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Why Is There No Refuge for Roma Refugees?

A designated country of origin (DCO) is a country declared as "safe," on grounds that it can provide adequate protection to its citizens and therefore not likely to produce refugees. It also discounts the treatment of some minority groups in so-called "safe" countries perhaps most particularly, the Roma in Europe.

Why Canada's "safe" country scheme offers no refuge for Roma refugees

On December 14, 2012, Jason Kenney, Canada's Minister of Citizenship, Immigration and Multiculturalism, unveiled the Federal government's "Designated Countries of Origin" list. This list is comprised of 27 countries, including 25 member states of the European Union, Croatia, and the United States of America. A designated country of origin (DCO) is a country declared as "safe," on grounds that it can provide adequate protection to its citizens and therefore not likely to produce refugees. The list is one part of the reforms tabled in Bill C-31, the Protecting Canada's Immigration System Act.

Refugee advocacy groups have detailed the many problems with the DCO policy. The Canadian Association of Refugee Lawyers, for example, has deemed it "arbitrary, unfair, and unconstitutional," and called it a "travesty" that violates the Canadian Charter of Rights and Freedoms.

The DCO policy denies refugee claimants hailing from so-called "safe" countries important procedural safeguards, opens the door to poor decision-making, and creates a real probability that people needing protection will be returned to their countries of origin to face persecution. Under the new regime, DCO claimants have only 30 days to prepare their claim, which is not enough time to meet with a lawyer and properly document their persecution. They are denied rights of appeal and the ability to remain in Canada while they ask the Federal Court to review their case. DCO claimants are also denied access to health care.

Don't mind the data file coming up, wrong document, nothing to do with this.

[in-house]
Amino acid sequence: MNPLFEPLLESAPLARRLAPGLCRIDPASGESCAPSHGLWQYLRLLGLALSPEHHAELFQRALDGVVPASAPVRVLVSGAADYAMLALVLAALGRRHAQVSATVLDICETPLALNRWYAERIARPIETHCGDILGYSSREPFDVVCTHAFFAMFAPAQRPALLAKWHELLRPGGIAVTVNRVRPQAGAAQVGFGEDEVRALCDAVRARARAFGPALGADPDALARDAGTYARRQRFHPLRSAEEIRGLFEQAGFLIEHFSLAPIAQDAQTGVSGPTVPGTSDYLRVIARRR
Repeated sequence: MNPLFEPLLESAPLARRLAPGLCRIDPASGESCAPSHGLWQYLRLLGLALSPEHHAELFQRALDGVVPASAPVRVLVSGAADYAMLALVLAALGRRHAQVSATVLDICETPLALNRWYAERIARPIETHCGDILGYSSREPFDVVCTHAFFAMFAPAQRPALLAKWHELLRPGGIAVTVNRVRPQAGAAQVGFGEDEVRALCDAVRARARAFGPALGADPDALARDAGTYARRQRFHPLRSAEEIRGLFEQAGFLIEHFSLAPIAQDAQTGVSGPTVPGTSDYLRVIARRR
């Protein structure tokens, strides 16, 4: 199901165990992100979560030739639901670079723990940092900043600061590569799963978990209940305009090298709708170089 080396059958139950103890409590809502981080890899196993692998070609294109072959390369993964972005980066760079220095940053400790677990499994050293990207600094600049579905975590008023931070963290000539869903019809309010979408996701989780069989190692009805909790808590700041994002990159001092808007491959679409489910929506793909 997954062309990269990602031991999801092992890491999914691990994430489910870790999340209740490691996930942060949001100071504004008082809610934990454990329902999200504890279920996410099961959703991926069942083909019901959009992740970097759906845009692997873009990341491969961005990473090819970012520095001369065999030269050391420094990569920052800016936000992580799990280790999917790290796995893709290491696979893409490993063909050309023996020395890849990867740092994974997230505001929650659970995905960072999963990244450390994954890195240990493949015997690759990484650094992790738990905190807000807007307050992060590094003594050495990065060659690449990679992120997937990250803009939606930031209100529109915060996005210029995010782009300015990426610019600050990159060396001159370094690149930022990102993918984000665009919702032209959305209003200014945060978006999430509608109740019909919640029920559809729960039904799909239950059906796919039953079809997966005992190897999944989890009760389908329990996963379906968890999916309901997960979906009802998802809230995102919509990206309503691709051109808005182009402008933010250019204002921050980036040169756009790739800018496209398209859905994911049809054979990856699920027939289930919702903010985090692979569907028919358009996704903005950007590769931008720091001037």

The DCO policy thus creates a radically different, two-tiered refugee determination system. It also discounts the treatment of some minority groups in so-called "safe" countries, such as religious minorities or sexual identity groups, and, perhaps most particularly, the Roma in Europe, whom Minister Kenney has repeatedly singled out as being "bogus."

Minister Kenney argues that as citizens of the European Union, Roma could simply seek asylum in another country within Europe if they face persecution. This is a misleading argument, since the Dublin Regulation prevents EU citizens from claiming asylum in other member states. Minister Kenney also interprets the lower-than-average acceptance rates for Hungarian Roma in Canada as proof that they are not refugees but either economic migrants seeking better opportunities in Canada or criminals intent on abusing Canada's generous social systems.

Minister Kenney's view of the Roma is ill-informed and incorrect. It ignores the well-founded complaints of Roma refugee claimants being taken advantage of by predatory immigration consultants in Canada. It also discounts the near 1,000-people accepted as refugees from Hungary by Canada's Immigration and Refugee Board in the last decade.

This tendency to cry "none is too many" against Roma has historical precedence in Canada as well as Europe. Throughout history, Romani people have been enslaved, sold, and evicted, as well as subjected to ethnic cleansing, persecution, discrimination, and prejudice. Many European countries forcibly sterilized Romani women until as recently as 2004, and many European countries still force Romani children to attend segregated schools. Canada instituted visa requirements for Hungarian nationals in 2001 and for Czech nationals in 1997 and 2009 as an openly-direct measure to keep Roma out of Canada (the visa periods were only lifted because of international pressure, including EU-Canada relations).